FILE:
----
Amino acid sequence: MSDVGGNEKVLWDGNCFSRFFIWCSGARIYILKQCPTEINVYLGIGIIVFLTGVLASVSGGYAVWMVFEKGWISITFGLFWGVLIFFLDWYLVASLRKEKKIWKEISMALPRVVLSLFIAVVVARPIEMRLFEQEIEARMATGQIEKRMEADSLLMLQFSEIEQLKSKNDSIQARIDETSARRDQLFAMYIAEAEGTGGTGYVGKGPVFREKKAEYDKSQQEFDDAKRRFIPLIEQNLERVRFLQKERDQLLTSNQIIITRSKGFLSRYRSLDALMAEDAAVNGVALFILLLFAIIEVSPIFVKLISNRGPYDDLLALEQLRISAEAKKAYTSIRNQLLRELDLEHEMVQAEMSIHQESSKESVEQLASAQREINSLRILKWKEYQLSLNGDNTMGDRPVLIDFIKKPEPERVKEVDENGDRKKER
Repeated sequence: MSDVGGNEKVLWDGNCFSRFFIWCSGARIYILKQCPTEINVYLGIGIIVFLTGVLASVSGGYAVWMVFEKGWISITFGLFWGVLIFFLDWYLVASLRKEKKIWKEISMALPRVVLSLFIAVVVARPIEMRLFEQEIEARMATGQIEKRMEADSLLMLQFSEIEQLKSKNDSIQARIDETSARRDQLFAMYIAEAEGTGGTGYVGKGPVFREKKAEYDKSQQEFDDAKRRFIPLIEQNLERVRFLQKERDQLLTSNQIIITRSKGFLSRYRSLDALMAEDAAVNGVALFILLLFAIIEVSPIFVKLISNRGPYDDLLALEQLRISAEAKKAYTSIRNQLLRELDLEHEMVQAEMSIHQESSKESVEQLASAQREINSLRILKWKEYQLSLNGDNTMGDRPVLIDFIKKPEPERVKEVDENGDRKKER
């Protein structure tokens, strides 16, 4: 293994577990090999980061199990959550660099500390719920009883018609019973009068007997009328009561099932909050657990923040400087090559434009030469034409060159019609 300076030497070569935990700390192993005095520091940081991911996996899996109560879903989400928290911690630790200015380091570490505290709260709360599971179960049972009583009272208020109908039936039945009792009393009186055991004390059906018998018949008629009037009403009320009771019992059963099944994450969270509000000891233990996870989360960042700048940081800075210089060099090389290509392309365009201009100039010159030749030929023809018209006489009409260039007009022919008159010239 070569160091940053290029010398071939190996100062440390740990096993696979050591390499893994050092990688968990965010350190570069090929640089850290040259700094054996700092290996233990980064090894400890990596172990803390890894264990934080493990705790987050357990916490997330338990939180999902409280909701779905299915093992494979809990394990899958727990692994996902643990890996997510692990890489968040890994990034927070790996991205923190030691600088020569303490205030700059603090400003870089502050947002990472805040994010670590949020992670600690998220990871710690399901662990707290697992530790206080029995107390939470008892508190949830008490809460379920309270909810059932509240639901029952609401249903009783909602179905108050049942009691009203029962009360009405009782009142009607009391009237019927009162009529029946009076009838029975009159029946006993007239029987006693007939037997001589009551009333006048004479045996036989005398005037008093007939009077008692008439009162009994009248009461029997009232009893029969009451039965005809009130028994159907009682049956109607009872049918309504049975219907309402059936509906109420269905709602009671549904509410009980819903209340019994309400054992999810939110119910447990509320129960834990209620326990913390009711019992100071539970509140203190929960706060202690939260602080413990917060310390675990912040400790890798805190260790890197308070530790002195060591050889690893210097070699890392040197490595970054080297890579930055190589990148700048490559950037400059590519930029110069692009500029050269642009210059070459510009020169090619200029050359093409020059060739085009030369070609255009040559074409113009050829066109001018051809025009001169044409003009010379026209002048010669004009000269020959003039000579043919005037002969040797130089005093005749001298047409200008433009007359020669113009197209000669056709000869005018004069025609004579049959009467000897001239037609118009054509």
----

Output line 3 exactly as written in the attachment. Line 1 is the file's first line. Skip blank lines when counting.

């Protein structure tokens, strides 16, 4: 293994577990090999980061199990959550660099500390719920009883018609019973009068007997009328009561099932909050657990923040400087090559434009030469034409060159019609 300076030497070569935990700390192993005095520091940081991911996996899996109560879903989400928290911690630790200015380091570490505290709260709360599971179960049972009583009272208020109908039936039945009792009393009186055991004390059906018998018949008629009037009403009320009771019992059963099944994450969270509000000891233990996870989360960042700048940081800075210089060099090389290509392309365009201009100039010159030749030929023809018209006489009409260039007009022919008159010239 070569160091940053290029010398071939190996100062440390740990096993696979050591390499893994050092990688968990965010350190570069090929640089850290040259700094054996700092290996233990980064090894400890990596172990803390890894264990934080493990705790987050357990916490997330338990939180999902409280909701779905299915093992494979809990394990899958727990692994996902643990890996997510692990890489968040890994990034927070790996991205923190030691600088020569303490205030700059603090400003870089502050947002990472805040994010670590949020992670600690998220990871710690399901662990707290697992530790206080029995107390939470008892508190949830008490809460379920309270909810059932509240639901029952609401249903009783909602179905108050049942009691009203029962009360009405009782009142009607009391009237019927009162009529029946009076009838029975009159029946006993007239029987006693007939037997001589009551009333006048004479045996036989005398005037008093007939009077008692008439009162009994009248009461029997009232009893029969009451039965005809009130028994159907009682049956109607009872049918309504049975219907309402059936509906109420269905709602009671549904509410009980819903209340019994309400054992999810939110119910447990509320129960834990209620326990913390009711019992100071539970509140203190929960706060202690939260602080413990917060310390675990912040400790890798805190260790890197308070530790002195060591050889690893210097070699890392040197490595970054080297890579930055190589990148700048490559950037400059590519930029110069692009500029050269642009210059070459510009020169090619200029050359093409020059060739085009030369070609255009040559074409113009050829066109001018051809025009001169044409003009010379026209002048010669004009000269020959003039000579043919005037002969040797130089005093005749001298047409200008433009007359020669113009197209000669056709000869005018004069025609004579049959009467000897001239037609118009054509």